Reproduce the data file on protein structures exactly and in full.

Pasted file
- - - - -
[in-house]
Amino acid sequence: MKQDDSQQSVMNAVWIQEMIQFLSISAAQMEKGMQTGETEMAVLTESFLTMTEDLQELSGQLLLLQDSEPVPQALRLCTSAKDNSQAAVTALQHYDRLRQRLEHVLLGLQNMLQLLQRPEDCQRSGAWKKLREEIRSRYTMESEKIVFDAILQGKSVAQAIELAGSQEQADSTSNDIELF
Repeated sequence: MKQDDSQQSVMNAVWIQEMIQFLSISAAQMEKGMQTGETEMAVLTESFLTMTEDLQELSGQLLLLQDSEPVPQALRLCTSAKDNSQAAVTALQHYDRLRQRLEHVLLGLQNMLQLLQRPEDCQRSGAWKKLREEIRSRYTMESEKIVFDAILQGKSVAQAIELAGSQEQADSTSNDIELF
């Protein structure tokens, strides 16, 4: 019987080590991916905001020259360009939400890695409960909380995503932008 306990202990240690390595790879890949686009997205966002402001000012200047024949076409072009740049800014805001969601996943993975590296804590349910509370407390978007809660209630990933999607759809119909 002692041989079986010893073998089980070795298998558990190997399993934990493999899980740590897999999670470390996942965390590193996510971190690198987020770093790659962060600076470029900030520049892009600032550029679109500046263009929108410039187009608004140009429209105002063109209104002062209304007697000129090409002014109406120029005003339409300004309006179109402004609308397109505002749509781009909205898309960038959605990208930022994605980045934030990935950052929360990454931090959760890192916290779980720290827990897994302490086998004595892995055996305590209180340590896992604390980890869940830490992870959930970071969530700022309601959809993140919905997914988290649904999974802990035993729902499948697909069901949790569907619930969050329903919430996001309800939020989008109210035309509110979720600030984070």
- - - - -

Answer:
[in-house]
Amino acid sequence: MKQDDSQQSVMNAVWIQEMIQFLSISAAQMEKGMQTGETEMAVLTESFLTMTEDLQELSGQLLLLQDSEPVPQALRLCTSAKDNSQAAVTALQHYDRLRQRLEHVLLGLQNMLQLLQRPEDCQRSGAWKKLREEIRSRYTMESEKIVFDAILQGKSVAQAIELAGSQEQADSTSNDIELF
Repeated sequence: MKQDDSQQSVMNAVWIQEMIQFLSISAAQMEKGMQTGETEMAVLTESFLTMTEDLQELSGQLLLLQDSEPVPQALRLCTSAKDNSQAAVTALQHYDRLRQRLEHVLLGLQNMLQLLQRPEDCQRSGAWKKLREEIRSRYTMESEKIVFDAILQGKSVAQAIELAGSQEQADSTSNDIELF
């Protein structure tokens, strides 16, 4: 019987080590991916905001020259360009939400890695409960909380995503932008 306990202990240690390595790879890949686009997205966002402001000012200047024949076409072009740049800014805001969601996943993975590296804590349910509370407390978007809660209630990933999607759809119909 002692041989079986010893073998089980070795298998558990190997399993934990493999899980740590897999999670470390996942965390590193996510971190690198987020770093790659962060600076470029900030520049892009600032550029679109500046263009929108410039187009608004140009429209105002063109209104002062209304007697000129090409002014109406120029005003339409300004309006179109402004609308397109505002749509781009909205898309960038959605990208930022994605980045934030990935950052929360990454931090959760890192916290779980720290827990897994302490086998004595892995055996305590209180340590896992604390980890869940830490992870959930970071969530700022309601959809993140919905997914988290649904999974802990035993729902499948697909069901949790569907619930969050329903919430996001309800939020989008109210035309509110979720600030984070």